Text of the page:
Consequent to limited time and financial constraints, JICA limited its study to 2 communities each in AMBAand BABMA. These are areas where the project has interventions, namely Atwima Mponua District Assembly (AMBA) and Bibiani Anhwiaso Berkwai (BABMA). 

Accordingly,  out of over 500 communities in AMBA, the study chanced on  110  Epic Centres and limited  the study to  only 11  communities for close marking because they met the criteria under which there were selected. Also out of the 11 communities, only 2 communities namely Nsuoatem – Agennia and Pataboaso were selected for the pilot activities and sharing of experiences. In the case of BAMBA, 84 communities were identified, where the study was limited to 10 communities and further zeroed on to 2 communities only for experience sharing.  The 2 communities in BABMA were Botorampa at Agogo and Atuntuma at Adobewura .

Following the findings and results from the study, and in order to promote and facilitate the implementation of CLFZ in Ghana as possible, the MELR in collaboration with JICA organised a two day experience sharing workshop for regional, Municipal Metropolitan, and District Assemblies (MMDA) stakeholders on the testing of Child Labour Free Zone (CLFZ) in Ghana.

The workshops, held on Thursday, 21st April at the Methodist Church and   Friday, 22nd April, 2022 at the Catholic Church in Atwima Mponua District Assembly (AMBA) andBibiani Anhwiaso Bekwai Municipality Assembly (BABMA) respectively in the Ashanti Region, was aimed among others to share the findings from the pilot activities at the MMDA, communities as well as district levels and further to share the result of the testing of the assessment and to discuss the way forward.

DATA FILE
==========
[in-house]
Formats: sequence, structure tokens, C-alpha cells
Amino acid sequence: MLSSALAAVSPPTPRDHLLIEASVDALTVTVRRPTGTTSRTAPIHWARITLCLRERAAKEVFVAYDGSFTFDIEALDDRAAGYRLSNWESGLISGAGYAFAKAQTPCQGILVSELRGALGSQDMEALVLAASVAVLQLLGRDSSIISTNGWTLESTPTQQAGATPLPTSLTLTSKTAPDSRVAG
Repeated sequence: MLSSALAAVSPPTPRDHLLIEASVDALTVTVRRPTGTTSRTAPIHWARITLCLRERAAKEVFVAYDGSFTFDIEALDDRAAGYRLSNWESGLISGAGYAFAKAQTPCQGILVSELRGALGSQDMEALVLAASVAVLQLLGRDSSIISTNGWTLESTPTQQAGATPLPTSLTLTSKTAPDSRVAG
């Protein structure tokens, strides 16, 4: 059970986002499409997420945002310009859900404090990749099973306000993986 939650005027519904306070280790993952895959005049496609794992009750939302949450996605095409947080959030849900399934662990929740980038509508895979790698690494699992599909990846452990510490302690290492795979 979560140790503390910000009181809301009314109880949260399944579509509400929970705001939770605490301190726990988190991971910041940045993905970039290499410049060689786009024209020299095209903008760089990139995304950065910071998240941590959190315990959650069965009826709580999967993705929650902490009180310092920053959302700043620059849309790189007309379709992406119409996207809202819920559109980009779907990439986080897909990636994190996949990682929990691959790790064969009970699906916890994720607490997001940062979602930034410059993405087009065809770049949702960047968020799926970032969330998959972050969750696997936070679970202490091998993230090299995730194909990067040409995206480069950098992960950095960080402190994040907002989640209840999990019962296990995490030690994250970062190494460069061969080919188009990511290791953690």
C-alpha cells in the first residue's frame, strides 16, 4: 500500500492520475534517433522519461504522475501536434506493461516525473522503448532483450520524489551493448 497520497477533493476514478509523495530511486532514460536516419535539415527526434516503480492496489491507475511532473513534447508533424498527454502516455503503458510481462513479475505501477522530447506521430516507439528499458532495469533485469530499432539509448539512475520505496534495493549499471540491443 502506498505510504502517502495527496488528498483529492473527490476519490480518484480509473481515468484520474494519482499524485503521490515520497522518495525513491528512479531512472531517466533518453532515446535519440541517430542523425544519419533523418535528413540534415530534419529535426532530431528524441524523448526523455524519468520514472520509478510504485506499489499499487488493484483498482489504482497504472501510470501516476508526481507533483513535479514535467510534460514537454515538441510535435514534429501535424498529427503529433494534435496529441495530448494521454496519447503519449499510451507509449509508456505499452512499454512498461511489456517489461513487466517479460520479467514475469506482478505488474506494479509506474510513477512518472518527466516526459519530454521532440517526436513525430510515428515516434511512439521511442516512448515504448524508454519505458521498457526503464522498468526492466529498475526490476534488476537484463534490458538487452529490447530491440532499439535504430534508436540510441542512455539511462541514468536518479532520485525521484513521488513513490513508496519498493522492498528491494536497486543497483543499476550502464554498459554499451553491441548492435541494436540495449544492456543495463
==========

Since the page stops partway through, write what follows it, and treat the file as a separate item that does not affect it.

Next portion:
In her presentation, the JICA representative, Madam Akane Totani indicated that the pilot activities at the MMDA Level was intended to help the participants understand the current situation of the system which is required to be functioning and identify bottleneck against the smooth implementation of CLFZ,   and also to provide technical inputs for the line agencies to conduct pilot activities at community level.  

The Second presenter of JICA, Madam Yuki Akahori also revealed the pilot activities at the regional and district levels were aimed at raising awareness on compilation of community registers, enactment of Community Regulations, Referral systems and functionality of Child Community Protection Committee (CCPC) and   Remediation Packages.

 Additionally, it was geared at educating stakeholders on the understanding of Child Labour and how to eliminate it, strengthen community structures like Child Community Protection Committee (CCPC), School Monitoring Committee (SMC) and Parents Teacher Associations (PTA).  Others were to ensure regular monitoring and community surveillance, school monitoring and workplace monitoring, adherence to designed Community Action Plans (CAP), improvement in referral systems and supporting access to remediation packages among others.